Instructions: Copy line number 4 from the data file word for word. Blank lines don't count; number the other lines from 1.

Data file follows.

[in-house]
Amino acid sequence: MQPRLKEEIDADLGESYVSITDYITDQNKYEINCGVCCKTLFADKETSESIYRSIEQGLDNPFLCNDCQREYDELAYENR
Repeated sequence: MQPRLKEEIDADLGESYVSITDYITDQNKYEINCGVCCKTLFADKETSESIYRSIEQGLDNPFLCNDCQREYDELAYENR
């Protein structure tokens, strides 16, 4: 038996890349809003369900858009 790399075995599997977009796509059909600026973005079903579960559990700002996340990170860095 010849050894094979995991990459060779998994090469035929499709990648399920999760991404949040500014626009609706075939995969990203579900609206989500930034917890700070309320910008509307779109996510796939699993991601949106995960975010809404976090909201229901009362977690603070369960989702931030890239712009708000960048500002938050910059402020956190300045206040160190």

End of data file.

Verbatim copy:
């Protein structure tokens, strides 16, 4: 038996890349809003369900858009 790399075995599997977009796509059909600026973005079903579960559990700002996340990170860095 010849050894094979995991990459060779998994090469035929499709990648399920999760991404949040500014626009609706075939995969990203579900609206989500930034917890700070309320910008509307779109996510796939699993991601949106995960975010809404976090909201229901009362977690603070369960989702931030890239712009708000960048500002938050910059402020956190300045206040160190």